The electrochemical chiral recognition of L- or D-Trp bound to PTCA–CS/GCE was investigated by DPV in 5 mM L-Trp and D-Trp (pH = 6) for 5 min. To compare the recognition efficiency, several other working electrodes including bare GCE, PTCA/GCE, and CS/GCE were applied for the control experiments. It was observed that the peak currents of L- and D-Trp almost overlapped on bare GCE (Fig. 3a). Although the peak currents increased remarkably at the PTCA/GCE for the excellent electron transport ability of PTCA, the ratio of the peak currents (IL/ID) was too small (1.1) to discriminate the Trp enantiomers effectively (Fig. 3b), which was ascribed to the lack of chiral microenvironment on PTCA. When CS modified electrode (Fig. 3c), the differences in the peak currents ratio increased to a certain extent (IL/ID = 1.2). There can be no doubt that the rising recognition efficiency was related to the existence of chiral microenvironment derived from CS for stereoselective recognition Trp enantiomers, since the CS can produce different steric hindrance when combined with L-Trp (or D-Trp). However, the recognition results were still not satisfactory. The peak current ratio (IL/ID = 2.6) was maximum at the PTCA–CS/GCE (Fig. 3d). To our interest, it was observed that PTCA–CS showed completely different selectivity for optically active Trp. That is, PTCA–CS exhibited higher affinity for D-Trp than L-Trp, resulting in larger peak current of L-Trp because the insulation of Trp inhibited the transmission of electrons. There was no doubt that PTCA and CS played synergistic effect in improving the recognition efficiency. PTCA can expand electrochemical signal and CS can provide chiral sites.
Fig. 3

Differential pulse voltammograms of L-Trp and D-Trp at bare GCE (a), PTCA/GCE (b), CS/GCE (c), and PTCA–CS/GCE (d). Scan rate, 50 mV s−1; scan range, − 0.2 to 0.6 V

The general mechanisms for chiral recognition were ligand exchange and three-point interaction. When the metal ions such as Cu2+, Fe2+, and Zn2+ were absent, chiral recognition mechanism was three-point interaction which is caused by the intermolecular forces including π-π interactions, steric effects, inclusion formation, hydrogen-bond interactions, absorption interactions, or Van der Waals’ force between the chiral selectors and analytes [32]. It was observed that CS had different interaction for L-Trp and D-Trp, which was probably ascribed to stronger three-point interaction between PTCA–CS chiral composites and D-Trp through hydrogen-bond interactions and π-π interactions. However, when L-Trp approached to PTCA–CS, L-Trp may exhibit larger steric hindrance compared with D-Trp and cannot effectively establish three-point interaction model. There can be no doubt that the higher recognition efficiency was related to the existence of chiral microenvironment derived from PTCA–CS, since step of chiral recognition can form diastereoisomeric complexes between PTCA–CS, thus resulted in the different Gibbs free energy between the PTCA–CS-two diastereoisomeric enantiomer complexes [33]. A mechanism of chiral recognition was displayed in Fig. 4.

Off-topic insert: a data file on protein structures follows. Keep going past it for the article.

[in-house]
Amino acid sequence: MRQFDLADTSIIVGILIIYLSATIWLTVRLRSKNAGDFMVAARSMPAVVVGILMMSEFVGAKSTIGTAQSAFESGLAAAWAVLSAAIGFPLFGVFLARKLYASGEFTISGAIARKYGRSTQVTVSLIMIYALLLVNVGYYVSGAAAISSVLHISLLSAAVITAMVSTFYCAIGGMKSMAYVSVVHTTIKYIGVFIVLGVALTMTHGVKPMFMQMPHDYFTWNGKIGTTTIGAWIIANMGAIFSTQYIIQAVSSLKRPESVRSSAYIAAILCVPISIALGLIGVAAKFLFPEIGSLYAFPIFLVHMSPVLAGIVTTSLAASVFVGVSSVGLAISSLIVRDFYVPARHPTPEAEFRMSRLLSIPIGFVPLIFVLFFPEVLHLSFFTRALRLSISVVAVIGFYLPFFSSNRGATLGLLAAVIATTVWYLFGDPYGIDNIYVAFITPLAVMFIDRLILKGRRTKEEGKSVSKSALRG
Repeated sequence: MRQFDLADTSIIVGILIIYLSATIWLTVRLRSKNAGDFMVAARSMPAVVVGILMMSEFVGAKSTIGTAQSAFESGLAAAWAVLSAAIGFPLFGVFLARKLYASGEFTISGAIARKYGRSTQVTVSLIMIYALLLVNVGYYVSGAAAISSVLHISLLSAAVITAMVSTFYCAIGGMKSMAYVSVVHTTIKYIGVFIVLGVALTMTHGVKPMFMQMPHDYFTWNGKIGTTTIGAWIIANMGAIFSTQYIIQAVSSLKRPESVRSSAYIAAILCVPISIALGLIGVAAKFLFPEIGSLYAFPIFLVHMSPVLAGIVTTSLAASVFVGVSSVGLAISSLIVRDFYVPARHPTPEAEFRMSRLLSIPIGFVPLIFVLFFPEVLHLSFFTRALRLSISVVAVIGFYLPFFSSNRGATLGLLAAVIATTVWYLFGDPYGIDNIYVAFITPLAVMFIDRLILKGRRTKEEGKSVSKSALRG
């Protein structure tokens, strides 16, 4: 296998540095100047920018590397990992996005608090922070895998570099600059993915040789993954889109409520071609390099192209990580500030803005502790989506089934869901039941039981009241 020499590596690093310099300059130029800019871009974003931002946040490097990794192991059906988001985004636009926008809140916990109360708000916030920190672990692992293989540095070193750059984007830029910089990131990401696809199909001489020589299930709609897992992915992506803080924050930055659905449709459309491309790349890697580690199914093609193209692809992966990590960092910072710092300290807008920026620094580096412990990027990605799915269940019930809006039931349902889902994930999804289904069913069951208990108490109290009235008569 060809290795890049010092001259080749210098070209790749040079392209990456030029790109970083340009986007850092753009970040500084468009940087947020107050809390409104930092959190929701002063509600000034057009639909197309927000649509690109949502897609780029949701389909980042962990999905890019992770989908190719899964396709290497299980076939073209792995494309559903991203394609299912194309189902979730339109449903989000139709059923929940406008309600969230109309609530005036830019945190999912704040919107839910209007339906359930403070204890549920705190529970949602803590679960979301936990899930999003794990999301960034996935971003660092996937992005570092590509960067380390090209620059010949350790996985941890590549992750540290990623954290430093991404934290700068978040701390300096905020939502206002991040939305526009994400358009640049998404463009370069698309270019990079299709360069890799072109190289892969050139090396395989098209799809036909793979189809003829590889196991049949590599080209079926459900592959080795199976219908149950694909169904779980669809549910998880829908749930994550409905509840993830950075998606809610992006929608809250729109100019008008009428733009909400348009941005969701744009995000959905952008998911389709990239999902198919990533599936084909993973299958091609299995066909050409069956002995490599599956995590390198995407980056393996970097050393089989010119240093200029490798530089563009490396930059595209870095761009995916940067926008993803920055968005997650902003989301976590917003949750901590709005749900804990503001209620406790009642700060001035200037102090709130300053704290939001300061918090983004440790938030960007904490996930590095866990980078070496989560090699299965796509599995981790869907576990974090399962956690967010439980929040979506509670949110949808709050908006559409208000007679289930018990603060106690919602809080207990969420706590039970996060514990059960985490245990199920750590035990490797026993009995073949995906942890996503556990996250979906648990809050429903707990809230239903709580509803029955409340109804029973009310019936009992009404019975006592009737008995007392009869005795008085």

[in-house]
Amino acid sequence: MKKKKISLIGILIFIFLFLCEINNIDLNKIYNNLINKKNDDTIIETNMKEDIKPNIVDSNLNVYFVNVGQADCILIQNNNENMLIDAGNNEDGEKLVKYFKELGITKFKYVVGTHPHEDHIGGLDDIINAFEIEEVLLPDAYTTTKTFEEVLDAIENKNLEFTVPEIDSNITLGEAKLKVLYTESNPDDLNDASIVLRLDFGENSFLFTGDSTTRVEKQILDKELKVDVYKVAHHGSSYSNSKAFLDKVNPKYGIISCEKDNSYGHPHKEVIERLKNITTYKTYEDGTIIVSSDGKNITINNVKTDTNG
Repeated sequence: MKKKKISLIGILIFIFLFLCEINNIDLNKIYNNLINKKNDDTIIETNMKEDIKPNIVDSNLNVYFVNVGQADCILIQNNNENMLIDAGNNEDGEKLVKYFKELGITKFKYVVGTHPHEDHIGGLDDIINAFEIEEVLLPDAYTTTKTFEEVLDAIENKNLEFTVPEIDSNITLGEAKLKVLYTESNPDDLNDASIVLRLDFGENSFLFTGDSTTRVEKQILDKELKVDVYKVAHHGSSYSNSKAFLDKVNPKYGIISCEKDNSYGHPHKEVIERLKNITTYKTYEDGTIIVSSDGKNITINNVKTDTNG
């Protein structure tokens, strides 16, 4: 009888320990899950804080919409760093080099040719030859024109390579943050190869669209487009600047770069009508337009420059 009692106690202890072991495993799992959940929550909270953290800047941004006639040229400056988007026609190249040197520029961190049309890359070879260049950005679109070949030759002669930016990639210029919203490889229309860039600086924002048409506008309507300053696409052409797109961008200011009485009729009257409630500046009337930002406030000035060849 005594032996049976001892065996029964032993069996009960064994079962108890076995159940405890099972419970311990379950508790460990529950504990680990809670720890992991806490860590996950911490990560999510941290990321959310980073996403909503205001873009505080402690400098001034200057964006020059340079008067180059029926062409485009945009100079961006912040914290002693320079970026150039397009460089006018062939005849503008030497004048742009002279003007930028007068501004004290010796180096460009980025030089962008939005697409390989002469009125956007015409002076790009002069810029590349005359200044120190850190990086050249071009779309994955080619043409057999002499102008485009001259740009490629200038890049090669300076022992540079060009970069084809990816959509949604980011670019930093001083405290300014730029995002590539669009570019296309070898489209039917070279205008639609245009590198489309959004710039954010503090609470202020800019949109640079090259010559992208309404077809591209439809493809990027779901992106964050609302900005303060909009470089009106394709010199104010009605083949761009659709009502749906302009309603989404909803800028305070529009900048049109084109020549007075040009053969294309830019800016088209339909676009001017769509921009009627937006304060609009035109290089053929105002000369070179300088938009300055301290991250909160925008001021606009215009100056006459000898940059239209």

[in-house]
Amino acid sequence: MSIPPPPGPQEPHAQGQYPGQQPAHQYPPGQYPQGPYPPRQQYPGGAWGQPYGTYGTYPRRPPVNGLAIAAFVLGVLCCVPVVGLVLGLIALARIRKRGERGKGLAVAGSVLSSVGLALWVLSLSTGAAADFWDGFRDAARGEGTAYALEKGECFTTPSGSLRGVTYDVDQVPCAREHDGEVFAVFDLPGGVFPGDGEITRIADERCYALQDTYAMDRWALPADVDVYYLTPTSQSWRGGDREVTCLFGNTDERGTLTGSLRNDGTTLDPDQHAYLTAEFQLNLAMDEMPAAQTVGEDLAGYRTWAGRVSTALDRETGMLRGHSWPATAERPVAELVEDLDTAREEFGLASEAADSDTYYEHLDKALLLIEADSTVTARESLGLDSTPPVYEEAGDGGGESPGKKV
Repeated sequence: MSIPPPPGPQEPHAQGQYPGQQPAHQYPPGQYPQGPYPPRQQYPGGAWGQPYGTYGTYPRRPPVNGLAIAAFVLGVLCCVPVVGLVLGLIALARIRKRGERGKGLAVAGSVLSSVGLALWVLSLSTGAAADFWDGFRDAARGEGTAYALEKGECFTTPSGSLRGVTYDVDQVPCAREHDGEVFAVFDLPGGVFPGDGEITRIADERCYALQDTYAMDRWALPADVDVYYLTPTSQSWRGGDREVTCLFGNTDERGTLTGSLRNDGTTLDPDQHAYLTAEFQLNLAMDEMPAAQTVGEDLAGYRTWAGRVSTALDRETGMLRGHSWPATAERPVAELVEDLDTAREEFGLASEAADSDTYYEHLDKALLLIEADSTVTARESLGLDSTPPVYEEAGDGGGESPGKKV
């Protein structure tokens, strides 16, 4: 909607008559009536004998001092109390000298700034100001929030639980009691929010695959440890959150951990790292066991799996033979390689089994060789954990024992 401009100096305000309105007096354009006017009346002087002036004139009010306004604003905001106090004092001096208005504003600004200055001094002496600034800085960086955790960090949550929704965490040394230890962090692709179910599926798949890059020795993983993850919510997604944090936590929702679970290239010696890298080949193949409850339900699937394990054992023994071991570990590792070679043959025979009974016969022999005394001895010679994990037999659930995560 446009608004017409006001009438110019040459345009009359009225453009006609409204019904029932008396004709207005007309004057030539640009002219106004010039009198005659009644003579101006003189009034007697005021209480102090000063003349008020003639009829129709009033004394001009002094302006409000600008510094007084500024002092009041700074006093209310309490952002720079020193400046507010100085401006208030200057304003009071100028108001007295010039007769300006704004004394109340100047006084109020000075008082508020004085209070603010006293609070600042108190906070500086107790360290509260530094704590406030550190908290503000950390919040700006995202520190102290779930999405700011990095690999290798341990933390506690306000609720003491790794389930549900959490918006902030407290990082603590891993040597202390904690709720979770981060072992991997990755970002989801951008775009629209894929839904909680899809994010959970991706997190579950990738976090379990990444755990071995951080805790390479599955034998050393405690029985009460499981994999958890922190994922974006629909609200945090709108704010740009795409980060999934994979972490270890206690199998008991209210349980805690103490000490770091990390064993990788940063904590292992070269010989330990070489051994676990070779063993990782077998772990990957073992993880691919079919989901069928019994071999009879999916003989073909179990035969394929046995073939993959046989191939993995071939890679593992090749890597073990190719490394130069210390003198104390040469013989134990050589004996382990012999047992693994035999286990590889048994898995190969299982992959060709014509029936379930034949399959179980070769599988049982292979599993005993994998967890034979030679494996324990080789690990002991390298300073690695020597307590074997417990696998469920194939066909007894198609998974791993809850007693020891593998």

Fig. 4

The possible chiral recognition mechanism

Influence of incubation time and pH on enantiorecognition

Finally, the influences of incubation time and pH-sensitive for the chiral discrimination were studied. As shown in Fig. 5a, recognition efficiency (IL/ID) of L-Trp and D-Trp increased significantly ranging from 1 to 5 min, then the peak currents ratio (IL/ID) decreased with prolongation of the incubation time of 5 to 6 min. And a response almost invariably appeared after 6 min, indicating the active sites at the modified electrode surface were saturated. The recognition efficiency reached the maximum response signal when the interaction time was 5 min. Consequently, the optimal interaction time was 5 min.
Fig. 5

Influence of incubation time (a) and pH (b) on the enantiorecognition efficiency of the PTCA-modified GCE toward Trp isomers. Errors bars represent the standard deviation for four independent measurements